NOT HERE. That one almost had me past the hyperventilation point – and it’s because they used darkness as a tool, and not as an excuse to be cheap.

NEXT. LEVEL. SHIT. And they aren’t just pretty and well-staged – they are god damn fn TERRIFYING. They got both James and myself to the hyperventilate point where I was almost glad to be through with the attraction. THAT INTENSE. Enjoy your Brutality Award, you crazy, insane people.

Read my haunted attraction and immersive theatre reviews for more info about haunts in the eastern, southeast, and midwest USA.

2016, Attractions, Guest Post, Halloween, Haunted Attractions, Theme Parks, Virginia

Busch Gardens Williamsburg Howl-O-Scream 2016 Preview: “No Escape” Escape Rooms


This is a guest article written by Kara Dennison.

Escape rooms escape rooms escape rooms. I’m not sure what cause the surge of popularity in escape rooms over the last handful of years, but I can’t say I mind it. I’ve sadly never actually been to one, although not for lack of trying — my closest experiences are either attending Then She Fell or playing those Flash games online. So Busch Gardens getting two as part of Howl-O-Scream excited me.

Our group attended Media Night recently, where we were promised a “modified experience.” No one was entirely sure what that meant, but we went along with it.

Now, the things you need to know first off. The escape rooms are across from Land of the Dragons in Germany. Each room holds a group of six, who have half an hour to track down clues in order to solve a mystery and escape from the room. You have two to choose from: one Jack the Ripper themed, one themed to Mr. Karver and his creepy dolls from this year’s overarching ‘Evil Encore’ branding. Oh, and yes — they do cost extra ($30 before 4 PM, $40 after), but the price includes a group photo at the end.

Now, for the modified experience.

There were approximately 30 people in attendance for media night, and they wanted us to be able to see both rooms. So, rather than sending us in in groups of six and locking us in until we found our way out, we were split in half and invited to look around each room with the doors still open, and after a time we’d swap rooms.

My group saw the Jack the Ripper room first.


Without giving too much away, the idea is that anyone who comes through Jack the Ripper’s apartments is helping the London constabulary find out his true identity. As the constable put it, ‘Clues will lead to other clues, which will lead you to his identity.’ The room was full of drawers, cabinets, hidden items, and even some hidden areas that went largely unsearched until the end of our time. I was pretty sold on this one right away, as even with the quick-and-dirty walkthrough we were able to start piecing apart bits of the mystery and how one would go about putting the clues together. It was well constructed, with plenty of things to delve into, and rewards of clues (or occasional silliness) for people like me who pick up literally everything.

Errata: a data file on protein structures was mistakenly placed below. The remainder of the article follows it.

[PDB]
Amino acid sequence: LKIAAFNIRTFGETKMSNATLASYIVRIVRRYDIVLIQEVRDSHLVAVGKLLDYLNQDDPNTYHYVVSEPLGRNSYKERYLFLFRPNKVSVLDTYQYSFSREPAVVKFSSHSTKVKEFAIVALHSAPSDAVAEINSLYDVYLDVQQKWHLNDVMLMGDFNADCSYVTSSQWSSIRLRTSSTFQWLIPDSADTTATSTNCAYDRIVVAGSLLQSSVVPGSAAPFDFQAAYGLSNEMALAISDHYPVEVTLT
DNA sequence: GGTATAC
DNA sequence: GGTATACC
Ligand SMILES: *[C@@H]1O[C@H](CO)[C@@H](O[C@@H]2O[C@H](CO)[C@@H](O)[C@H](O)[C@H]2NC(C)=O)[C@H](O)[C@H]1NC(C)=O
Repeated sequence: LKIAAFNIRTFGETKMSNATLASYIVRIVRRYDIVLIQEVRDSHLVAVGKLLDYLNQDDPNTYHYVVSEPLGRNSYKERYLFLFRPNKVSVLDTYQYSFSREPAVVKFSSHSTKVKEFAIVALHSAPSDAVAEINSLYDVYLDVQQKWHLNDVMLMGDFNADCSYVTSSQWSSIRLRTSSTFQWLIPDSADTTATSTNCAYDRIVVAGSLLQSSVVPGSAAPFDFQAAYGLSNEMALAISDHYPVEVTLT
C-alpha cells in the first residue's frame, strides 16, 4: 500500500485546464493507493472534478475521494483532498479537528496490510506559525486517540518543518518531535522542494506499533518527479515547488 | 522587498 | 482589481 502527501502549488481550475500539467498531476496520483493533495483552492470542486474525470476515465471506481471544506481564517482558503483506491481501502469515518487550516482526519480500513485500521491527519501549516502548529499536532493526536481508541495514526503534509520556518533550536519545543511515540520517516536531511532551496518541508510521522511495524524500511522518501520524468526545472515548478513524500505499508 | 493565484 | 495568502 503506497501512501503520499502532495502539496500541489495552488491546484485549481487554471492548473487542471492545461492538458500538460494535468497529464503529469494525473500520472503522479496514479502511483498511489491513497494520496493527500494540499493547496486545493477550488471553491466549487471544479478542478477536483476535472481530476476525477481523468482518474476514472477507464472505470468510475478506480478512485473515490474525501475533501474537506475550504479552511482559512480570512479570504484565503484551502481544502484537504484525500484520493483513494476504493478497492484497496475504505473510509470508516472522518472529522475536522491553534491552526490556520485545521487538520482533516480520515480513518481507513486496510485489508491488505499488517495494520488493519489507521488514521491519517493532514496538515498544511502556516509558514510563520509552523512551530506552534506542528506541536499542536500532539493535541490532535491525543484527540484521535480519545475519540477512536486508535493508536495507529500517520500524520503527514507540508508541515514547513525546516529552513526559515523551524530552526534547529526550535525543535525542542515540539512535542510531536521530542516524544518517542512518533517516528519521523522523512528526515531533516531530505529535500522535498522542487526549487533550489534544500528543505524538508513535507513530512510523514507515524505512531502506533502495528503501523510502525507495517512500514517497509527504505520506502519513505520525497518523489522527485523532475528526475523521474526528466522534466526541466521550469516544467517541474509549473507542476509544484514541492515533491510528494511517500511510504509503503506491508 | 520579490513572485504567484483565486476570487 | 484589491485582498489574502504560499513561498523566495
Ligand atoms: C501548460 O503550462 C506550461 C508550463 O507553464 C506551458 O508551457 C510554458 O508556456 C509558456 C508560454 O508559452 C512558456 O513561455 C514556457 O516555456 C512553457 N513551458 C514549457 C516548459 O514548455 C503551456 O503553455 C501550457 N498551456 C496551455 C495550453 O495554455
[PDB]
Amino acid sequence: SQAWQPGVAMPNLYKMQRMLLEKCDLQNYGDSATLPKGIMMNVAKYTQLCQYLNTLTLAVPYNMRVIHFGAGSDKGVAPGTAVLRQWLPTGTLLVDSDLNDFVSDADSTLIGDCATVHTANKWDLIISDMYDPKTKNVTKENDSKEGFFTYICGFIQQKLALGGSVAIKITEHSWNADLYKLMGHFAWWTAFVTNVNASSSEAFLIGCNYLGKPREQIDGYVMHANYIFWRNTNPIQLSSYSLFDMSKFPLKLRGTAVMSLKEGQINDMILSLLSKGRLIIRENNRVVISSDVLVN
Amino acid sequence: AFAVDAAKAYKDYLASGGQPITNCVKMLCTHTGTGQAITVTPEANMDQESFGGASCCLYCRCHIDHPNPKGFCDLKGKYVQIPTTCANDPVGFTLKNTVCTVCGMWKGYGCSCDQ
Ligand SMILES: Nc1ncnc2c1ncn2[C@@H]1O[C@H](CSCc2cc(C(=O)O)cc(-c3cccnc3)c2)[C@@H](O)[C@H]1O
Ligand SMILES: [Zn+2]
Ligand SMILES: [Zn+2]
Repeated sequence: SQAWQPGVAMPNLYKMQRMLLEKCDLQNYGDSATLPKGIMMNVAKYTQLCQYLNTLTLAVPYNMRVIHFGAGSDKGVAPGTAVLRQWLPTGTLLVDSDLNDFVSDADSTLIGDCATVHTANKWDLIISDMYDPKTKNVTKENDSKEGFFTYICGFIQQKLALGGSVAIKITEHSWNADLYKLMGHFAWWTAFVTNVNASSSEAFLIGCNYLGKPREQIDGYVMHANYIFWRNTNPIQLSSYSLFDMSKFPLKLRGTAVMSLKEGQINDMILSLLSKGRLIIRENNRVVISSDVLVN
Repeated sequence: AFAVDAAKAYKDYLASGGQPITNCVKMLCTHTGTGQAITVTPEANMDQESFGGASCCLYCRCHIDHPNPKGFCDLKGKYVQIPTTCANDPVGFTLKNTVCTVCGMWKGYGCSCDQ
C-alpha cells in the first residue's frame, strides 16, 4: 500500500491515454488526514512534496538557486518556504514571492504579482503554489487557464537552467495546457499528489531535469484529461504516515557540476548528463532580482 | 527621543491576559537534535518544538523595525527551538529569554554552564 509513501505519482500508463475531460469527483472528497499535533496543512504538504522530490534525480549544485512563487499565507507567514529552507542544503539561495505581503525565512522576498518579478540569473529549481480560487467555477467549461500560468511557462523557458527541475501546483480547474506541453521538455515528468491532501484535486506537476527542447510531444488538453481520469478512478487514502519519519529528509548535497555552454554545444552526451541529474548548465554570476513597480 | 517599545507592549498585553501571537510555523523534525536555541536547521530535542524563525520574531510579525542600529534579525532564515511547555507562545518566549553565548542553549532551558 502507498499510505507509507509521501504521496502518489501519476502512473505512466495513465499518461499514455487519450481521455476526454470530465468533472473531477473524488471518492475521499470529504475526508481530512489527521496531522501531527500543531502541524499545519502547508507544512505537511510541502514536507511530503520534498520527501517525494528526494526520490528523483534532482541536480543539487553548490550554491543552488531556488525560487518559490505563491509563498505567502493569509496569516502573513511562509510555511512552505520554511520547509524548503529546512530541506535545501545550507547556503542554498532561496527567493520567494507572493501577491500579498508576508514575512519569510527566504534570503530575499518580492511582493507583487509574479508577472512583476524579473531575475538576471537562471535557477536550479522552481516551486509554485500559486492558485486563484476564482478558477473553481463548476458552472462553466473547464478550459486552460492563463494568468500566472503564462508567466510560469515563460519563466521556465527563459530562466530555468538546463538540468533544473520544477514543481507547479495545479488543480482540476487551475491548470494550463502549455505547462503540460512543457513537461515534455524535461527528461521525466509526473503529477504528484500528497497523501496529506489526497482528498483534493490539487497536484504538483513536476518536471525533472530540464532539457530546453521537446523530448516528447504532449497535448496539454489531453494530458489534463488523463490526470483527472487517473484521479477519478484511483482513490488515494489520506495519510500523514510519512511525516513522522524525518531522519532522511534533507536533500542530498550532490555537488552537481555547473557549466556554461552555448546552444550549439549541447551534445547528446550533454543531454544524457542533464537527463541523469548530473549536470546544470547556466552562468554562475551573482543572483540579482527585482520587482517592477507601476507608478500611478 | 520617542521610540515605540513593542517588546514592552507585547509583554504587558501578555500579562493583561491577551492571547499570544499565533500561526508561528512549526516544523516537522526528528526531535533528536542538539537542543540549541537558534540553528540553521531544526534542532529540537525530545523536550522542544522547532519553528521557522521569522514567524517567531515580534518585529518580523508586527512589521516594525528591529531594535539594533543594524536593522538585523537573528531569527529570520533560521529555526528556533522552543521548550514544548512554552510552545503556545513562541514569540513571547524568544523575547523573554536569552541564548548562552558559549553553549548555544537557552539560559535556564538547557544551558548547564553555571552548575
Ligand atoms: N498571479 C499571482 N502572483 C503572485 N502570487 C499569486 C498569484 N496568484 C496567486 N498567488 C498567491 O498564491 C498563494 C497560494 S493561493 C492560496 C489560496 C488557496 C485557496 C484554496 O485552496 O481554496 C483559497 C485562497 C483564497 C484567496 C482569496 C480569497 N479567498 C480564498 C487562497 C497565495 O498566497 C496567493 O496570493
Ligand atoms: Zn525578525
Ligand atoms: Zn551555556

Then came Mr. Karver’s room, and I was super excited about this. The Evil Encore branding has been so prevalent, and creepy dolls are kind of my jam, so I was really ready for this.


And… well. While the look of the room, the props, and especially the gentleman playing Mr. Karver were all especially creepy and unsettling and wonderful… I had absolutely no idea what we were meant to be doing. I had to go to the website just now to find out that the point of the room is finding out where Mr. Karver’s workshop is. Does that mean you’re locked in there and don’t know how you got there? Or is there a second, freakier workshop that you’re trying to find your way into? Even a poke around the room with about the same diligence as the Jack the Ripper room didn’t turn up much by way of what we’d be doing if we were actually meant to be in there.

The Mr. Karver room honestly felt more like a theatrical experience/display of the branding than a preview for an escape room. I know who the character is, I know why we’re meant to be afraid of him, but I have genuinely no idea — to put it bluntly — why I’d want to spend $30 to be locked in there with five of my friends. Again, as an experience, it was very cool. And the actor was amazing. But for what it was, the preview was fairly unsuccessful.